• “I’m especially dismayed at this dismal lack of information presented for us to adequately evaluate the impacts to critical endangered animals, including sea otters, the gray whale, porpoise, to spiritual and cultural resources, such as the artifacts and tribal remains in submerged ancient Chumash tribal lands, and to what they called grandfather dolphins, and to the fishing.” — Esther Sanchez

• “Monitoring is not mitigation.” — Esther Sanchez

• “It appears that PG&E is proposing a (project) highly dangerous to life, human and animal, in order to address public safety issues, and that they are doing it in denial that there will be no impacts, therefore no real mitigation is necessary, except, of course, to stop the work after how much destruction is unknown…” — Esther Sanchez

• “It (the survey) just never made sense to me… The guy (Fred Collins) from the Chumash Indians, he had me right out of the gate. When he said you have to care about us all, care about every living thing, I’m right there.” — William Burke Jr.

• “(I kept trying to ask PG&E) about what it is exactly that this testing will contribute to the state of knowledge that we don’t already know or suspect. I have not heard an answer, I have not heard anyone say that no matter how good these 3D images are that we will be one inch closer to understanding, let alone being able to forecast whether, when and how great a magnitude an earthquake could hit in that area…” — Jana Zimmer

• “These tests are not going to do us any good in terms of protecting the public welfare, and on the other side of that, the impacts to the marine environment are really clear and I think have been understated…” — Jana Zimmer

• “I’ve just not been convinced that the benefits of this work justify the potential risks or costs to our environment and to the unknown, the unforeseen and unintended consequences that may exist. We simply don’t have the skills or the abilities to monitor the outcomes that we would be triggering by doing this. If we were to embrace this technology what we’re really doing is opening the door – and this isn’t just a Box 4 issue, this is the coast of California, or even the west coast of the U.S. And when we open that door just a crack, it opens all the way… It’s not a difficult choice today to decide we don’t want to be opening this technology up.” — Steve Kinsey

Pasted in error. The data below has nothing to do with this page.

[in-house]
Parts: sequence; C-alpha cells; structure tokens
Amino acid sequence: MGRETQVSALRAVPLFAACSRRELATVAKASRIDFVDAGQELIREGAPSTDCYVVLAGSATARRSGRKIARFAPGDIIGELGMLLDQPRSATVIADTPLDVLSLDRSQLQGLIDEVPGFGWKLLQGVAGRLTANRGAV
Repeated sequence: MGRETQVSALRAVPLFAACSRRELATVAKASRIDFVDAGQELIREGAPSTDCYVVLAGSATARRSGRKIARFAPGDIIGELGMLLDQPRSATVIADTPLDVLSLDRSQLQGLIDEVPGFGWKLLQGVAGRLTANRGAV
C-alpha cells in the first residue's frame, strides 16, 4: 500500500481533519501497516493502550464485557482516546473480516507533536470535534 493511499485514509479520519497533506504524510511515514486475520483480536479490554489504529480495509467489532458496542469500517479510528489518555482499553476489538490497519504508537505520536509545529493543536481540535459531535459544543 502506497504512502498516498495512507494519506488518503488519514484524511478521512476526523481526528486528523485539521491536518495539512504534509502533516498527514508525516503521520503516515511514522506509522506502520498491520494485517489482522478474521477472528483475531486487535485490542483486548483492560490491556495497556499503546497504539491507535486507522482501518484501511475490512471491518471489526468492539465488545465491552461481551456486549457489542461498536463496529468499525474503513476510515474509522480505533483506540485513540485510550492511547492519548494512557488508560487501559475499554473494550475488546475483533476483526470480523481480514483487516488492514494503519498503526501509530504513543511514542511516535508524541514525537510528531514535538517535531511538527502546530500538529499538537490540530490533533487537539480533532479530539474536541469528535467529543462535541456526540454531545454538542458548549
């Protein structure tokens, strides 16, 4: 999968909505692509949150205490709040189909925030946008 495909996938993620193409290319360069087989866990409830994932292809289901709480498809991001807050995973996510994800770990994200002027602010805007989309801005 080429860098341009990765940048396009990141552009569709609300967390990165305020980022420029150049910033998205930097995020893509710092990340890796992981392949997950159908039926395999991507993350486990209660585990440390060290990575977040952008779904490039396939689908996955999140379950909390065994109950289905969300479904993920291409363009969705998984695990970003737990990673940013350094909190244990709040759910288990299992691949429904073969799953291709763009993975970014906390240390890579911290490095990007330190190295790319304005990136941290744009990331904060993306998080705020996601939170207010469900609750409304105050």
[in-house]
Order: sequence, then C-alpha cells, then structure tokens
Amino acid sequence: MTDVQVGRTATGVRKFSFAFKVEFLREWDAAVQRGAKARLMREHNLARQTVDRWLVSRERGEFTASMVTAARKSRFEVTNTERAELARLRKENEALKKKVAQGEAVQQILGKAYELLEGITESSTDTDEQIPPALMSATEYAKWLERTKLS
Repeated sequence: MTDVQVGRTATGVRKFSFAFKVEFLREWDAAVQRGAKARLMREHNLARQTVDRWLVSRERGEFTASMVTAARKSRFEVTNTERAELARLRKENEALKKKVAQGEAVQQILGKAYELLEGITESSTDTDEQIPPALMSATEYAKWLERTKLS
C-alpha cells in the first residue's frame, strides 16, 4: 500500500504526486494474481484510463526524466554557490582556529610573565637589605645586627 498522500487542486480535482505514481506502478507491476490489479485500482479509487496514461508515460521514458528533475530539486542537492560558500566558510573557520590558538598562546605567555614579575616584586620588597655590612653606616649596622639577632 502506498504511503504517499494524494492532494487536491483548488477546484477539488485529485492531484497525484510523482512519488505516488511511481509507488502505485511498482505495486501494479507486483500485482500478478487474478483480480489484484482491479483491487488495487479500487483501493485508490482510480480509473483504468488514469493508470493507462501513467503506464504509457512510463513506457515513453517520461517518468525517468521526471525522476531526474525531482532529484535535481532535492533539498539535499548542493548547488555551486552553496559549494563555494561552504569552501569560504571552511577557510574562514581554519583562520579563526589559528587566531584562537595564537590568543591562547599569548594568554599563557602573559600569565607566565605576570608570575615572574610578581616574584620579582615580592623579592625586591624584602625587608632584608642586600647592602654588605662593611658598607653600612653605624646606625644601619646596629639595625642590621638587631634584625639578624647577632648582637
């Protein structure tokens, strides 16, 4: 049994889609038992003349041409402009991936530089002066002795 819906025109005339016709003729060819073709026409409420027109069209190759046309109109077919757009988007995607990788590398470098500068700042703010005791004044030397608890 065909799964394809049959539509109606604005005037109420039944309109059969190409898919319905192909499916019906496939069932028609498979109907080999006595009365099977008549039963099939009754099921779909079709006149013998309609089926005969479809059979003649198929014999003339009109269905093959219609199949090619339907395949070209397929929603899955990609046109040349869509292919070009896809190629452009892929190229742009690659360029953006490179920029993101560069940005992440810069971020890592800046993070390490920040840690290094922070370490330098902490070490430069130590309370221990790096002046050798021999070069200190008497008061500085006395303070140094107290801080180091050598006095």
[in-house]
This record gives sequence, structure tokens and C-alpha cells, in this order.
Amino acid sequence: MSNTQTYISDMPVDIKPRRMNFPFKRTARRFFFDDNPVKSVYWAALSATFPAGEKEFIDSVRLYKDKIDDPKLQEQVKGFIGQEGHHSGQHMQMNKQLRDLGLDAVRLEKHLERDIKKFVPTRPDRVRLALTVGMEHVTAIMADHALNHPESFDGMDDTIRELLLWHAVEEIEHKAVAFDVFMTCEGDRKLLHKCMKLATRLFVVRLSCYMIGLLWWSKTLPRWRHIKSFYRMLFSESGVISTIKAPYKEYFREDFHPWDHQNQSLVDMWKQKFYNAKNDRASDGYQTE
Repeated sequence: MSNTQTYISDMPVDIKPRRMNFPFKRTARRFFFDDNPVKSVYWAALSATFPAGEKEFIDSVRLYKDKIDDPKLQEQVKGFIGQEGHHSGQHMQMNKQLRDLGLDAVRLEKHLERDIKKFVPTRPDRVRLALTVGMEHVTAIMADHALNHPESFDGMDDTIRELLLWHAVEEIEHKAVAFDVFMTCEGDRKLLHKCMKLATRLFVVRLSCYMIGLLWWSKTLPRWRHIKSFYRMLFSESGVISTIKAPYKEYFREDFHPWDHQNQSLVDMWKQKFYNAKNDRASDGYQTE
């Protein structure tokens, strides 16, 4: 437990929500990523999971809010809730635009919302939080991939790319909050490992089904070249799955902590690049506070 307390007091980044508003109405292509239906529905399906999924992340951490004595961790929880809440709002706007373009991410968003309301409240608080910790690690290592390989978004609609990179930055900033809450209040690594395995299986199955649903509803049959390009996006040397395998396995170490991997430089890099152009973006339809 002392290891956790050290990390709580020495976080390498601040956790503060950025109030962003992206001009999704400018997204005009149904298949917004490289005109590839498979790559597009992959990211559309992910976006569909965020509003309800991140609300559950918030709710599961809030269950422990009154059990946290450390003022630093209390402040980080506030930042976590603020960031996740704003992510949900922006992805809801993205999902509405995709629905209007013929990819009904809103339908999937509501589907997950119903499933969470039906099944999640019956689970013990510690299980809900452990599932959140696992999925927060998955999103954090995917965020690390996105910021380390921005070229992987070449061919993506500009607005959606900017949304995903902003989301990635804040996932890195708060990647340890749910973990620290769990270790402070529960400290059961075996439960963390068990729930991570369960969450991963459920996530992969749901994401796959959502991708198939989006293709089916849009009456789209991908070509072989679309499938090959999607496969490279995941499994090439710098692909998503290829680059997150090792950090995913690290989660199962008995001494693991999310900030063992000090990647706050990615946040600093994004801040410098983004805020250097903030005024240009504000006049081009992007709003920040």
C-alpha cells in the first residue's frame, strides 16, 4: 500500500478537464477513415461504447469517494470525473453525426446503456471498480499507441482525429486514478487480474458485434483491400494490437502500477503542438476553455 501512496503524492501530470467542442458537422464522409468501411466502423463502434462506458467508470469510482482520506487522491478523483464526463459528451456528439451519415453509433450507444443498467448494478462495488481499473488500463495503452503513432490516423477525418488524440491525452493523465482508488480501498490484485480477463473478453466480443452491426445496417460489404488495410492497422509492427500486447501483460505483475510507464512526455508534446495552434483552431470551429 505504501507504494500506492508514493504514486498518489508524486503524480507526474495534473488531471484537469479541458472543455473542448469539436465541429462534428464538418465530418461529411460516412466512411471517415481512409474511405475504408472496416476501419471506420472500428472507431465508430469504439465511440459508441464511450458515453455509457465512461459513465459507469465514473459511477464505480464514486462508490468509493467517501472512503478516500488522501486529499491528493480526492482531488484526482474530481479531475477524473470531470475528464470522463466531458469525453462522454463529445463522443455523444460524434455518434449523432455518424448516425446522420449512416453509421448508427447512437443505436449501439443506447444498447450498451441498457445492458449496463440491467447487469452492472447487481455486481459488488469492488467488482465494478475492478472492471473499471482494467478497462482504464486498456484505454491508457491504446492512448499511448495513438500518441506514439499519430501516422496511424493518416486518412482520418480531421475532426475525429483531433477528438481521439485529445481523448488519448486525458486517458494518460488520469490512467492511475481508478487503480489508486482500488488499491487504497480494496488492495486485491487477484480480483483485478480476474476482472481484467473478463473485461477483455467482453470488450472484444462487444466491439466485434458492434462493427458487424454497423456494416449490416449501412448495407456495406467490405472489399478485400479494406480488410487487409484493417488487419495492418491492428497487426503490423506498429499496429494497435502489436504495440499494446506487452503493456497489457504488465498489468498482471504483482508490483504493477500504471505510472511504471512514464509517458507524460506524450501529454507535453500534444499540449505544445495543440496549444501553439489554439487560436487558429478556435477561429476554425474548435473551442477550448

• “We don’t need to have that information at all, and the damage that was going to happen to the marine mammal population is absolutely unacceptable. I don’t buy the public safety argument at all, because if you (PG&E) did the study and you found the fault line right underneath the plant, are you closing the plant? We (the Commissioners) don’t know those answers…” — Martha McClure

• “It’s up to PG&E whether or not they want to reapply. I personally would be hard-pressed to see a way they would get over the hump (and get to the override and permitted)…” — James Wickett

• “The realization that whatever came out of these studies if they went forward wasn’t going to change anything that was really happening at that plant, really cemented in my mind that the risks that we were taking and where we were going didn’t justify the end.” — Brian Brennan

• “Even though the staff did a fabulous job with the staff report, some of you brought up things that hadn’t been considered – all of the other folks who are coastal-dependent whose incomes are based on what goes on in our oceans… Certainly, with a project like this they can’t mitigate the loss to you.” — Connie Stewart

• “I’m struck by the fact that we just put all these MPAs (Marine Protected Areas) together and everyone who spent so much time on them. We’re now getting the baseline data for the MPAs, and what would this (test) do to all these base-line studies? If we really are going to stand for something like MPAs, I think everyone here has said there will be an impact to those areas.  If we can’t even protect them a year after we get them then what are we really trying to say here?” — Connie Stewart

• “For those of you who do live in the shadow of a nuclear plant, I’m struck by how much all of you are saying that marine wildlife outweighs your fears about (seismic) uncertainty. That was really powerful. You know, I have touched a whale, too, and I know it’s a powerful thing…” — Connie Stewart